We are providing Single-Sign-On in selected clinical areas where multiple systems are regularly in use. We support paperless working through easier access to portable devices. These are examples of how we are helping to deliver on our roadmap themes of faster, real-time access to information, and more productive ‘digital clinicians’.

TrakCare is the lynchpin for our delivery roadmap. It has helped us consolidate systems and software to deliver an enterprise-wide solution that improves the clinical and patient experience of care, and puts us on course to save almost £8m and over 50,000 hours of NHS staff time through digital transformation.

The system has replaced numerous legacy systems, such as our Patient Administration System and a home-grown theatre system. This has saved hundreds of thousands in licence fees, and means we do not have to look to additional systems to provide core functionality.

Using TrakCare for e-observations, for example, will help us give timely and appropriate care for deteriorating patients. As a result, it is forecast that the trust’s mortality rate for avoidable deaths will fall by an average of 15%.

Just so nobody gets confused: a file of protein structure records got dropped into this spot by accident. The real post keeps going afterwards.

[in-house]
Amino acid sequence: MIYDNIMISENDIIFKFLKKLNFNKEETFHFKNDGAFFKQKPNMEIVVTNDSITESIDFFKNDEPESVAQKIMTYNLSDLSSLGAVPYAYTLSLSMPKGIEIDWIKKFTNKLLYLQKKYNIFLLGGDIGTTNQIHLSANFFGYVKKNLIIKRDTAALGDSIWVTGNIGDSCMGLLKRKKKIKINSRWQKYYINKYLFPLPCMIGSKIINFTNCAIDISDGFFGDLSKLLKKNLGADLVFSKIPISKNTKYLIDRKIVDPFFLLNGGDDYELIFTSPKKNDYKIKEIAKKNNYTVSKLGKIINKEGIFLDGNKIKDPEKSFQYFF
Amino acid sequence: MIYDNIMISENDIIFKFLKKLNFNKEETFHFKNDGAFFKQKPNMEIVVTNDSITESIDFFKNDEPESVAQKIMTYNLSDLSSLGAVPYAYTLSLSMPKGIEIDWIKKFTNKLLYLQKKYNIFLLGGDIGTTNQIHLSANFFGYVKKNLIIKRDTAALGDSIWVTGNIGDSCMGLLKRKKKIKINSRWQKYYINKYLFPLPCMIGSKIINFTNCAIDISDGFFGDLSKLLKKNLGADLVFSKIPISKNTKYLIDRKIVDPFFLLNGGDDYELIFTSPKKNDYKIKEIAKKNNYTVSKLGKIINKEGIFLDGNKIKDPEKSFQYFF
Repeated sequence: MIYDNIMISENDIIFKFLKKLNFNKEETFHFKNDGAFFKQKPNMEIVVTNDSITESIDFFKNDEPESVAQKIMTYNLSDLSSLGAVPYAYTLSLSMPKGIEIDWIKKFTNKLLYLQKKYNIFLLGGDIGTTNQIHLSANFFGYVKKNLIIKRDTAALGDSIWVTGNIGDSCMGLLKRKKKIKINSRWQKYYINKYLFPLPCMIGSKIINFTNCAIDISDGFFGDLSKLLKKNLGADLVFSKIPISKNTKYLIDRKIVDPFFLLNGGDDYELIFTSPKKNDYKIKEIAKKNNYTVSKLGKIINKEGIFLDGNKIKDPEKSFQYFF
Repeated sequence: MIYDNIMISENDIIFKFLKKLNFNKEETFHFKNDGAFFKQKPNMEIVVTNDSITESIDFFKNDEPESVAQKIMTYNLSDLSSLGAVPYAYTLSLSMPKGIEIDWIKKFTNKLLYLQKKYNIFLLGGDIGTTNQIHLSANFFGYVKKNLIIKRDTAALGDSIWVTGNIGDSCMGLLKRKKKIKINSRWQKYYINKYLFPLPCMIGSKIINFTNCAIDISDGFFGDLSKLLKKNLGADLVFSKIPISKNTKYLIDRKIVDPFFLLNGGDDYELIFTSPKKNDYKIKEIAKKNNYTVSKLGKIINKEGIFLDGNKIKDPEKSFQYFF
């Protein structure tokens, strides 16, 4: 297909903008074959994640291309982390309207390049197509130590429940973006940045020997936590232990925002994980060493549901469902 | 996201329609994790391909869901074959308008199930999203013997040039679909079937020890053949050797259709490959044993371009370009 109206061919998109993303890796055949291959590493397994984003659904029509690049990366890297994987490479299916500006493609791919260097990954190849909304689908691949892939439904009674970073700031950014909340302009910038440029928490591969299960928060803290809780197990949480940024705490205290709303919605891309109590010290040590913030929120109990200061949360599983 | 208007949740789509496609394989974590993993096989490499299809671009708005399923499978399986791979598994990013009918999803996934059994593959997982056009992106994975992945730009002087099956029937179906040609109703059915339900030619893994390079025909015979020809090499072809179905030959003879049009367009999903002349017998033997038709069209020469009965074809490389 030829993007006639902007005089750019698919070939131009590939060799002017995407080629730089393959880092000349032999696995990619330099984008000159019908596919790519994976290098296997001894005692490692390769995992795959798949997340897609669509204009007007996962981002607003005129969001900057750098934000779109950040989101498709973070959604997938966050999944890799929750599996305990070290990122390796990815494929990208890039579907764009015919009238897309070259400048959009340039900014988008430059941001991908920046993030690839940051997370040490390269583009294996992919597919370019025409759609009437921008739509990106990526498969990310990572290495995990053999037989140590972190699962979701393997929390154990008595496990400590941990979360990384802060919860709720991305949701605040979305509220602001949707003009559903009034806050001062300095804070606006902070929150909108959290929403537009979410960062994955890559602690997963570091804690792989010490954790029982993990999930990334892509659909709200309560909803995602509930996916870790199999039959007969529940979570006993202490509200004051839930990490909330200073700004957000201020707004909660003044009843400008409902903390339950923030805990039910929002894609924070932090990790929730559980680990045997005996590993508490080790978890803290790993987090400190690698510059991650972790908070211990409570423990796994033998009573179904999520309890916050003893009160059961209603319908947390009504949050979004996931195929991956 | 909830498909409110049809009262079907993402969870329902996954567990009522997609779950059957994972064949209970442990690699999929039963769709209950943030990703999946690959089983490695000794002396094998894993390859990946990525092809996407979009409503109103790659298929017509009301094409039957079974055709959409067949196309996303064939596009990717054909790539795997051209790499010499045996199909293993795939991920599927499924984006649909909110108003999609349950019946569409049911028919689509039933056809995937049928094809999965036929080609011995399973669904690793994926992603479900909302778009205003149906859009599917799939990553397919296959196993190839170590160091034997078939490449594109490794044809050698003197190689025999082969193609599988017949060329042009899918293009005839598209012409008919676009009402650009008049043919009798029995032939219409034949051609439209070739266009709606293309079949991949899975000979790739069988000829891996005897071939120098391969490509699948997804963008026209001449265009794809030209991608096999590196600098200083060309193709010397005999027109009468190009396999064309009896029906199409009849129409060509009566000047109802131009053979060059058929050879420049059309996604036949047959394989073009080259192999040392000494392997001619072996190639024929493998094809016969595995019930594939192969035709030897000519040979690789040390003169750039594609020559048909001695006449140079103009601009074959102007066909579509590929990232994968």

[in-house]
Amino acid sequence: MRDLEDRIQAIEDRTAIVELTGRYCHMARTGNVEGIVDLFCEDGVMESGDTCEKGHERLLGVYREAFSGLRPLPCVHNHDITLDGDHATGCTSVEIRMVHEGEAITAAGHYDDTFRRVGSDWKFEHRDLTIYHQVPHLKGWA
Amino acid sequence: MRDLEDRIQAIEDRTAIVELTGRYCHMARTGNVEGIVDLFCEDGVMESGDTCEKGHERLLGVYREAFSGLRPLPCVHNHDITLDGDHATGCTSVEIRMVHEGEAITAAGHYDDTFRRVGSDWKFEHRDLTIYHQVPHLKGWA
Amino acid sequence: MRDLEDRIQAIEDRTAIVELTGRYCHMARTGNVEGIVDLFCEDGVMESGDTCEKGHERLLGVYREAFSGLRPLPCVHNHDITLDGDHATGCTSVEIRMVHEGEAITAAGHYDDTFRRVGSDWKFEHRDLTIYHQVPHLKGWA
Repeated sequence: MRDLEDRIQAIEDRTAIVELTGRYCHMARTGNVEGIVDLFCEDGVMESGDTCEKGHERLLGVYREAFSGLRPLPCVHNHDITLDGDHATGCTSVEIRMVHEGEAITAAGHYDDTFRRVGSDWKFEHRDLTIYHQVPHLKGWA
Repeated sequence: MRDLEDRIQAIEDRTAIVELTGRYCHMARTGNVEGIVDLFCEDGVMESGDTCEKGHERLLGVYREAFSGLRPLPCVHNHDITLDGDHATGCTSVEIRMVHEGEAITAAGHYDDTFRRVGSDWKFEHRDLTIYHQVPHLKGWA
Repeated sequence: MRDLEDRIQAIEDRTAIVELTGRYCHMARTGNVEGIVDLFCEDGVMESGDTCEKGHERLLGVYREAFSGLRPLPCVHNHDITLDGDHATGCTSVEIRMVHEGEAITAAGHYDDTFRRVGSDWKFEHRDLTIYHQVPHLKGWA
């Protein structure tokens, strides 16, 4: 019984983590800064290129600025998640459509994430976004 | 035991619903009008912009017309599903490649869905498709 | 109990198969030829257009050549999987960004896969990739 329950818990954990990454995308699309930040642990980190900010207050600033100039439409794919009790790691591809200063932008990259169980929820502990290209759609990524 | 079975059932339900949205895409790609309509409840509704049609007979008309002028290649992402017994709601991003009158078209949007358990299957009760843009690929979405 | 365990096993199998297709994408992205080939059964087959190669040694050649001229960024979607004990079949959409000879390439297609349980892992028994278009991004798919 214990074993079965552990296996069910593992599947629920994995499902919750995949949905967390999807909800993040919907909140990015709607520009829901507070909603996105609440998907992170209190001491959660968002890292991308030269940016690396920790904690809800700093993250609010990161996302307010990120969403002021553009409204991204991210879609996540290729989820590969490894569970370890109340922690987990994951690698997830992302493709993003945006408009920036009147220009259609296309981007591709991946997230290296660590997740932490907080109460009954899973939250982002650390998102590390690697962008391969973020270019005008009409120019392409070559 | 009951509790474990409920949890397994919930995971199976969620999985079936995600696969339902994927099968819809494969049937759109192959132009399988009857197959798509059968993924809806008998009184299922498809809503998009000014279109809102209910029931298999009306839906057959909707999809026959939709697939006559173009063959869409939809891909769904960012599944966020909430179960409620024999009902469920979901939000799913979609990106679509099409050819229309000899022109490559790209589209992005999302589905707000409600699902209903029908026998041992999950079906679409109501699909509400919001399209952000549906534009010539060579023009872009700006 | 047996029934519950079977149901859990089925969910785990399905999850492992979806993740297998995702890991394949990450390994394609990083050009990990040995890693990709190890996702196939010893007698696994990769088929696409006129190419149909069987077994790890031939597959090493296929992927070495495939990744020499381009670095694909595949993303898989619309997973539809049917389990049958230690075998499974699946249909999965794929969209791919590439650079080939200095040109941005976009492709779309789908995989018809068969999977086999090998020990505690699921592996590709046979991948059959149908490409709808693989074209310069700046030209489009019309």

Staff time is also saved through more rapid access to information. Referrals can be done in one place, cutting the time previously taken to assemble such information from different systems.

As a result of our approach, North Tees is now ranked as joint 1st on February’s Clinical Digital Maturity Index (CDMI), up over 100 places from 4 years ago. It has been named as a Global Digital Exemplar Fast Follower, which will allow us to share our experiences with other NHS organisations looking to make the most of digital health.

Ultimately, by working in partnership with people, underpinned by the right processes and technology, we can now deliver benefits around patient safety, productivity, and efficiency – for the good of the patient, the clinician and the system as a whole.


Dr Graham Evans

Chief Information and Technology Officer, North Tees and Hartlepool NHS Foundation Trust. Additionally Graham is the Digital Transformation Workstream lead for the regional Sustainability and Transformation Plan (STP), in the Durham, Darlington, Teesside, Hambleton, Richmondshire and Whitby (DDTHRW) region.